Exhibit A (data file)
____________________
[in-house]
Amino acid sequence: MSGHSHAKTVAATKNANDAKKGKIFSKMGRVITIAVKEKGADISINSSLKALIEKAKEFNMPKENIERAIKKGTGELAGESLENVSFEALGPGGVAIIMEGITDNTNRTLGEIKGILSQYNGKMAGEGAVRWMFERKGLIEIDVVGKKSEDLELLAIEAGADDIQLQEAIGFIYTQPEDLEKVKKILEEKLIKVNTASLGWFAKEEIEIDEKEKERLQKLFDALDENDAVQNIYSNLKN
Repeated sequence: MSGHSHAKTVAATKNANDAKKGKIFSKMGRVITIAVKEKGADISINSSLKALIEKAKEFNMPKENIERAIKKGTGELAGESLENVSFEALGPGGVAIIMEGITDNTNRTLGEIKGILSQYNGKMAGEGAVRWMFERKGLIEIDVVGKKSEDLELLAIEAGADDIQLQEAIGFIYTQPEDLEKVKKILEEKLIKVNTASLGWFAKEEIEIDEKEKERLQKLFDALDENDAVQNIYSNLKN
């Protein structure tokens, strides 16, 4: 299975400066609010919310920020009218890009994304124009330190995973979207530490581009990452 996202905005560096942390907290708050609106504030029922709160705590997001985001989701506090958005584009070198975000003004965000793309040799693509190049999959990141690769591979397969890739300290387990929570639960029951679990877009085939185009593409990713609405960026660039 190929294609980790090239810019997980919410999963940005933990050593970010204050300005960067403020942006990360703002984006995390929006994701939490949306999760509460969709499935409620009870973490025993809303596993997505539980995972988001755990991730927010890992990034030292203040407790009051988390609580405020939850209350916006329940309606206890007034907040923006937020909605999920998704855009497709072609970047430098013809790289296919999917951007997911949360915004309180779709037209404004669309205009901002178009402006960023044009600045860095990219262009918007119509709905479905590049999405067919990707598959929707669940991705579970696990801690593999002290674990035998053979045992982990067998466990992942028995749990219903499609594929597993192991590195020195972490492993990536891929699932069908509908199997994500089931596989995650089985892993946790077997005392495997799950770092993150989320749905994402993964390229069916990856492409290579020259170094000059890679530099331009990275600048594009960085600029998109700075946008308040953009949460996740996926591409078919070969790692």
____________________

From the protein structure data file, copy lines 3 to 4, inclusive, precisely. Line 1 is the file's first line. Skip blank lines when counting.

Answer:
Repeated sequence: MSGHSHAKTVAATKNANDAKKGKIFSKMGRVITIAVKEKGADISINSSLKALIEKAKEFNMPKENIERAIKKGTGELAGESLENVSFEALGPGGVAIIMEGITDNTNRTLGEIKGILSQYNGKMAGEGAVRWMFERKGLIEIDVVGKKSEDLELLAIEAGADDIQLQEAIGFIYTQPEDLEKVKKILEEKLIKVNTASLGWFAKEEIEIDEKEKERLQKLFDALDENDAVQNIYSNLKN
């Protein structure tokens, strides 16, 4: 299975400066609010919310920020009218890009994304124009330190995973979207530490581009990452 996202905005560096942390907290708050609106504030029922709160705590997001985001989701506090958005584009070198975000003004965000793309040799693509190049999959990141690769591979397969890739300290387990929570639960029951679990877009085939185009593409990713609405960026660039 190929294609980790090239810019997980919410999963940005933990050593970010204050300005960067403020942006990360703002984006995390929006994701939490949306999760509460969709499935409620009870973490025993809303596993997505539980995972988001755990991730927010890992990034030292203040407790009051988390609580405020939850209350916006329940309606206890007034907040923006937020909605999920998704855009497709072609970047430098013809790289296919999917951007997911949360915004309180779709037209404004669309205009901002178009402006960023044009600045860095990219262009918007119509709905479905590049999405067919990707598959929707669940991705579970696990801690593999002290674990035998053979045992982990067998466990992942028995749990219903499609594929597993192991590195020195972490492993990536891929699932069908509908199997994500089931596989995650089985892993946790077997005392495997799950770092993150989320749905994402993964390229069916990856492409290579020259170094000059890679530099331009990275600048594009960085600029998109700075946008308040953009949460996740996926591409078919070969790692």